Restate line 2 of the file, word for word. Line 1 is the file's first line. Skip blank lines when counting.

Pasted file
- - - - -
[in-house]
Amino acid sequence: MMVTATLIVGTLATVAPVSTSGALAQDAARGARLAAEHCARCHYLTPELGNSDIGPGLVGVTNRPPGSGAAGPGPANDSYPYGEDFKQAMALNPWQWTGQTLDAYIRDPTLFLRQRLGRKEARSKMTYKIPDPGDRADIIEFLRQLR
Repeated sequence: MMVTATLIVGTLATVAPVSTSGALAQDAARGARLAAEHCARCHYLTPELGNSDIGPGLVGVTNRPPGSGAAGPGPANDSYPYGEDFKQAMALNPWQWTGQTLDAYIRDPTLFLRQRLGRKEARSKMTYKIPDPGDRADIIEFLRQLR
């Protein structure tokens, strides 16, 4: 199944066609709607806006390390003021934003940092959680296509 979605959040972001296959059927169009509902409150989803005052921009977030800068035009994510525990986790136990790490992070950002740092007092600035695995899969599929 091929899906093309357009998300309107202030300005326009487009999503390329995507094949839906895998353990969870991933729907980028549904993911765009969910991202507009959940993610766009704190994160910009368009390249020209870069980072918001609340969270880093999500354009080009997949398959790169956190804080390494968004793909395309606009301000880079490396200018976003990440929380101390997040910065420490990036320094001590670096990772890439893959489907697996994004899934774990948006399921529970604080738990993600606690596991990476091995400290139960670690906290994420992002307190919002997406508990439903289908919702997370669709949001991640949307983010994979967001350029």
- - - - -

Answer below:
Amino acid sequence: MMVTATLIVGTLATVAPVSTSGALAQDAARGARLAAEHCARCHYLTPELGNSDIGPGLVGVTNRPPGSGAAGPGPANDSYPYGEDFKQAMALNPWQWTGQTLDAYIRDPTLFLRQRLGRKEARSKMTYKIPDPGDRADIIEFLRQLR